The demand for reform was growing. Meri Mangakāhia advocated for female suffrage within the Māori parliament. By extension, she also advocated for the right for women to sit in the Māori parliament. In 1893, her work culminated in an address advancing these causes to the Māori parliament. Meri Mangakāhia was motivated by her contact with the Women’s Christian Temperance Union, which advocated for female suffrage, to join and publicize the women’s committees of the Māori parliament. Her work in the women’s committees of the Māori parliament inspired the eventual creation of the Māori Women’s Welfare League. However, Meri Mangakāhia was unaware of her role model status or the fact that she would pave the way for generations to come because not much material about her was written during her time. Therefore, she sacrificed her voice to move forward the cause of women’s suffrage in the Māori parliament.

Meri Mangakāhia served as a suffragist role model for the Māori people of New Zealand. With greater awareness of her activism in her own lifetime, she might have achieved greater recognition as a role model for minority and indigenous women today.

What the Project Means to Me

As my mother said to me today, “voting is very important, it’s your right and your voice.” She said this as we were talking about the importance of voting during an interview, which matters to her, as she was the first woman to vote in our family. I conducted this interview to connect her story regarding voting to the overall history of women’s suffrage. Throughout the interview, we spoke about her early voting experiences, the voting process, as well as some alternate history scenarios regarding universal suffrage. In total, the interview spanned seven topics regarding the right to vote and the voting process.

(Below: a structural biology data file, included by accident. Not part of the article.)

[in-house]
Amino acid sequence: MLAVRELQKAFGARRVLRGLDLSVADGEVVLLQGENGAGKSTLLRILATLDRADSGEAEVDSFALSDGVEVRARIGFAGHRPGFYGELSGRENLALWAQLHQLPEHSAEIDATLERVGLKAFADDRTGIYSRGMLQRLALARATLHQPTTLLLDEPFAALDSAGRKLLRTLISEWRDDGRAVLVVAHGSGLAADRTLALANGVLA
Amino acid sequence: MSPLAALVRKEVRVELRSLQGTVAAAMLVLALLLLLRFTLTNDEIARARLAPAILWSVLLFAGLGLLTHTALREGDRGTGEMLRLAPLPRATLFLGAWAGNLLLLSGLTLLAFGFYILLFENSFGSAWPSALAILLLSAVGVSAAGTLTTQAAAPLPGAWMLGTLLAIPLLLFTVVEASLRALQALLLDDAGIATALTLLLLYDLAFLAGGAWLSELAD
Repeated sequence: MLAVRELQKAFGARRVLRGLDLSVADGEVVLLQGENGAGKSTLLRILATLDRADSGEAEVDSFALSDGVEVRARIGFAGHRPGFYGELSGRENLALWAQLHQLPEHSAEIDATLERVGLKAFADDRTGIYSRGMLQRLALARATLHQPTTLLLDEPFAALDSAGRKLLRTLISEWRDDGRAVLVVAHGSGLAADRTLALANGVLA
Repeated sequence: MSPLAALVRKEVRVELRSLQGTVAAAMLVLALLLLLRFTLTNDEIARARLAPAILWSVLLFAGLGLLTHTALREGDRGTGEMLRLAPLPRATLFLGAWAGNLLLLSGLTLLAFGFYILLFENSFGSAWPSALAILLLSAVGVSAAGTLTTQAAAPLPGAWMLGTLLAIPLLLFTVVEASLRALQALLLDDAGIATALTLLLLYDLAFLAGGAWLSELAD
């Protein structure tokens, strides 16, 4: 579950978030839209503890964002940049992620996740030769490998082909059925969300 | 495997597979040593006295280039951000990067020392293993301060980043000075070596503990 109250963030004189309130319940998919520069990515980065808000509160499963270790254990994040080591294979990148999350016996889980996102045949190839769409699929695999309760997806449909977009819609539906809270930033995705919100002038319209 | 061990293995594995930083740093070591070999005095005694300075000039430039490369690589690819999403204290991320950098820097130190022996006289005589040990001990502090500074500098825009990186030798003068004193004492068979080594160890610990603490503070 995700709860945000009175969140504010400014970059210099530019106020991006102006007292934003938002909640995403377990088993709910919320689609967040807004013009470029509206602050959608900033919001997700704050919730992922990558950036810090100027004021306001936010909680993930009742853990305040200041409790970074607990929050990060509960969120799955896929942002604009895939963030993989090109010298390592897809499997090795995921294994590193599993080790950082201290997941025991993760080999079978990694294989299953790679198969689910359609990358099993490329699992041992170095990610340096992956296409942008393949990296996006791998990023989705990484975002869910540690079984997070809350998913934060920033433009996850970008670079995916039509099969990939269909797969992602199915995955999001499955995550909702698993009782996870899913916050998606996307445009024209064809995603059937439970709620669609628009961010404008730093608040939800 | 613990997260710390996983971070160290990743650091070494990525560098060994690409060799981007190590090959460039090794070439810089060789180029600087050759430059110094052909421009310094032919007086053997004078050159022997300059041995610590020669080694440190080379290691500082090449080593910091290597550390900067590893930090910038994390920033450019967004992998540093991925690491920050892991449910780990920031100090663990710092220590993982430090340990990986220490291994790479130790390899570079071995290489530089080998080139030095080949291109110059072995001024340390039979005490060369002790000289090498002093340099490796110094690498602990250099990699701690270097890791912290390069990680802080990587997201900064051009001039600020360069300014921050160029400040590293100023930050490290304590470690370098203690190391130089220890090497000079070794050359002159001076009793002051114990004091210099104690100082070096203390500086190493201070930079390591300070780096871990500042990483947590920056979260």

The difference between the world when she first exercised the right to vote and the world today was one of the first contrasts to emerge throughout the interview. While the partisan division of her era persists, she also experienced the near-unison effect that 9/11 had on the political atmosphere. In regards to the voting process, my mother was only given the choice of voting in person on a ballot, a stark contrast from the mail-in ballots and electronic voting systems in place as alternatives today. Regarding alternate history, she stated that universal suffrage would’ve been much harder to achieve in today’s world given the influences we have today.  We concluded that the voting process and the political environment surrounding it have changed throughout the first two decades of this century alone.        

As my mother said during the interview, “talk to others because it’s good to hear other people’s views.” To me, having interviewed my mother and written her story shed light on a new perspective on the right to vote and the voting process. It also opened my eyes to how it’s like to vote without prior familial influence. This independence that my mom demonstrates was an influential concept in the women’s suffrage movement, while also being a key element regarding individual voters. Therefore, it is important to recognize our connections to the prior movement and be grateful for its achievements.